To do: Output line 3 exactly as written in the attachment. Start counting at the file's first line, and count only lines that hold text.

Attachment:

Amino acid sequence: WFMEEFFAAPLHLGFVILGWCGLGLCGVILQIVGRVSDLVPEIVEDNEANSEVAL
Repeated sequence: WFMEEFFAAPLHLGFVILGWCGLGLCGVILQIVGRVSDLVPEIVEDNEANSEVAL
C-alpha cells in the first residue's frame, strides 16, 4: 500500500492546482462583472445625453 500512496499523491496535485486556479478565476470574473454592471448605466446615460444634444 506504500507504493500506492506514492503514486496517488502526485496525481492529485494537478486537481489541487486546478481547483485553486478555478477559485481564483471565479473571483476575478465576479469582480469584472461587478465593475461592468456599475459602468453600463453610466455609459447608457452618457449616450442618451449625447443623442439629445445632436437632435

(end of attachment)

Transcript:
C-alpha cells in the first residue's frame, strides 16, 4: 500500500492546482462583472445625453 500512496499523491496535485486556479478565476470574473454592471448605466446615460444634444 506504500507504493500506492506514492503514486496517488502526485496525481492529485494537478486537481489541487486546478481547483485553486478555478477559485481564483471565479473571483476575478465576479469582480469584472461587478465593475461592468456599475459602468453600463453610466455609459447608457452618457449616450442618451449625447443623442439629445445632436437632435